Bodie California

Bodie, California is the ghost town by which all others are judged.  Located at 8300 in the Bodie Hills above Mono Lake, Bodie is the largest and perhaps best preserved ghost town in America. Established as a ghost town and state park in 1962, the town site is now administered by the Bodie Foundation.

Bodie, California c1890
Bodie, California c1890

Currently preserved in “Arrested Decay” a condition and phrase coined by the State of California for the Bodie, the town site is preserved as it was found in 1962. This essentially maintains the structures as the were at that time, and work may be done to keep them to that standard. Some buildings get new roofs, windows sealed and foundation rebuilt to preserve the state of degradation. It is because of this forward thinking policy that the town remains in the state of decline that it does.

Bodie CA is a town lost in arrested decay. Photograph by James L Rathbun
Bodie CA is a town lost in arrested decay. Photograph by James L Rathbun
The Standard Mill, Bodie, CA. Photograph by James L Rathbun
The Standard Mill, Bodie, CA. Photograph by James L Rathbun

I remember my first visit to Bodie was probably in the the late 1970’s.  My father drove our old Ford truck into the town, and as I jumped out my eyes found the old Standard Mill.  The Standard Mill still dominates the valley with its grayish-blue siding, multiple smoke stakes and extreme size.  The Standard Mill is the most intact mill in California and processed over $14 million dollars in gold during its 25 years of service.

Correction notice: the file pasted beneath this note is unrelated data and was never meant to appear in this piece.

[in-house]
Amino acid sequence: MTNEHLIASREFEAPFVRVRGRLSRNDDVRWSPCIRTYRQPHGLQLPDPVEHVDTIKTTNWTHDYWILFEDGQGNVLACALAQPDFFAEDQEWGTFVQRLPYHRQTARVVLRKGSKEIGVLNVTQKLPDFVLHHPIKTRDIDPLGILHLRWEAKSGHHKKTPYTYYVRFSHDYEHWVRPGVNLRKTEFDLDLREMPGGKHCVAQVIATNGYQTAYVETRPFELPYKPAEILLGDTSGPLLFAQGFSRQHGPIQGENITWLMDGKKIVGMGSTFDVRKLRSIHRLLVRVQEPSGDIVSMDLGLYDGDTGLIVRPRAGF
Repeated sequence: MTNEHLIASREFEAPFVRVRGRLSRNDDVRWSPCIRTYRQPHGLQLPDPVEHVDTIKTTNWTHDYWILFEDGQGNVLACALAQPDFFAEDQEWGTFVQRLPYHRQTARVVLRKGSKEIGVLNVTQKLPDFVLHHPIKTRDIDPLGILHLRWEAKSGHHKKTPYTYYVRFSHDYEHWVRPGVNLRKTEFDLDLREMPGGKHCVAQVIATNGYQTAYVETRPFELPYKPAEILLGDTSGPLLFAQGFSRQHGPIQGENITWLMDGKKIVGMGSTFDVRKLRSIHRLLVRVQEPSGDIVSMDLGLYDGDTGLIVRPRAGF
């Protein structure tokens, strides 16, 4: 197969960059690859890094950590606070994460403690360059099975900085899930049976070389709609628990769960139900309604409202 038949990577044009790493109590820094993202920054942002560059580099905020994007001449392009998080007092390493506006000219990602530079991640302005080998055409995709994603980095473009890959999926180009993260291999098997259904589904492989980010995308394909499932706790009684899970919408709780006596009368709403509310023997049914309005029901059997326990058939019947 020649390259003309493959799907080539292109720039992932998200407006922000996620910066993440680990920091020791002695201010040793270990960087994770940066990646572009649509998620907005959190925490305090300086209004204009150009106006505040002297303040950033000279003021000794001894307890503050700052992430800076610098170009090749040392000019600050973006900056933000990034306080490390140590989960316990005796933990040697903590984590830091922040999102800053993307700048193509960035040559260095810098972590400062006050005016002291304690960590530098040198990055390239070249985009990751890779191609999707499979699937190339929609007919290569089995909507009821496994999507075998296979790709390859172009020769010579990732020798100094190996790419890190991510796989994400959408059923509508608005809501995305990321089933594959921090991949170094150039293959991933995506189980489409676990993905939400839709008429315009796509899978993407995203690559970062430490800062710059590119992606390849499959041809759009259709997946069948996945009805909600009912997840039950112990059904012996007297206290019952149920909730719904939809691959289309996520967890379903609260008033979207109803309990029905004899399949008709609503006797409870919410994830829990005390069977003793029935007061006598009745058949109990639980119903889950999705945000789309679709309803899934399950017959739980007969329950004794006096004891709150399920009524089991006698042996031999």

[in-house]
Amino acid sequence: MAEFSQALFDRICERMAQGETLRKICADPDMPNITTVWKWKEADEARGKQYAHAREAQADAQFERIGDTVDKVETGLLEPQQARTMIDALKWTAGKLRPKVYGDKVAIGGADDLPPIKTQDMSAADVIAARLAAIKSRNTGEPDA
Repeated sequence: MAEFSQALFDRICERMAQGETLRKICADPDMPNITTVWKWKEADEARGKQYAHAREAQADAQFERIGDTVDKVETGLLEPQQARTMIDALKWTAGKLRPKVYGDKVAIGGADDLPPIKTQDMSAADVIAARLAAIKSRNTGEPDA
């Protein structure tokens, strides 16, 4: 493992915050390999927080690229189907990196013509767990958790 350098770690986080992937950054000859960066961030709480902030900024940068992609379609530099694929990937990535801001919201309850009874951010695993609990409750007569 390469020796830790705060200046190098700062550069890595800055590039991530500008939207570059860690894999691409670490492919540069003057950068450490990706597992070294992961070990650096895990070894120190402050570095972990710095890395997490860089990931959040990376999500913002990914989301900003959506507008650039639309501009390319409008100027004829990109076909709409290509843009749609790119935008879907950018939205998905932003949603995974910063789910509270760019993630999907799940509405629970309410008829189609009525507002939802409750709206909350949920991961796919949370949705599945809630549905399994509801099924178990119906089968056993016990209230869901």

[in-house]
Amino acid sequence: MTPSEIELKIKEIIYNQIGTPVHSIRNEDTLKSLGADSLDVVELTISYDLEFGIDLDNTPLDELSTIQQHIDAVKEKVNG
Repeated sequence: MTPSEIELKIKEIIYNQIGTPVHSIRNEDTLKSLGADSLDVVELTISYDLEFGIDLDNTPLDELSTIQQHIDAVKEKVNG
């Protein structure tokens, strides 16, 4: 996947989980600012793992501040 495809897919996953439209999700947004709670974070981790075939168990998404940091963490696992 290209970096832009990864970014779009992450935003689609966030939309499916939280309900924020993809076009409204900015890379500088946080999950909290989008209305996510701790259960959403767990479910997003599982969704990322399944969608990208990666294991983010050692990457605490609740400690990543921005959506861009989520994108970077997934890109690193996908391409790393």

Evelyn Myers, a three year old girls grave marker located in Bodie, CA reminds us that not all mine camps were filled with men. Photograph by James L Rathbun
Evelyn Myers, a three year old girls grave marker located in Bodie, CA reminds us that not all mine camps were filled with men. Photograph by James L Rathbun

Formed in 1859, the town under went several mining booms, busts and fires.  At it’s peak in 1879, Bodie hosted 5000 – 7000 souls, 65 saloons, a “Redlight” district, a china town, four volunteer fire stations, several newspapers, churches and of coarse, a Jail.  Bodie maintain a rough reputation over the years and suffers from murders, shoot outs, stage robberies and the odd bar room brawl.

Bodie, California, Dec. 1, 1909, Bridgeport quadrangle, picture by G.R. Davis, topographer.
Bodie, California, Dec. 1, 1909, Bridgeport quadrangle, picture by G.R. Davis, topographer.

By 1910 the population settled at about 700 people, mostly families, as the miners and those who service the miners moved on to more prosperous areas.  The last printed paper was in 1912, and signaled the beginning of the end for the scrappy little town.  Although labelled a ghost town in 1915, Bodie continued to linger and dwindle is size until 1940 when the Post Office closed.

The interior of a general store is virtually the way it was when the store owner left Bodie, Photograph by James L Rathbun
The interior of a general store is virtually the way it was when the store owner left Bodie, Photograph by James L Rathbun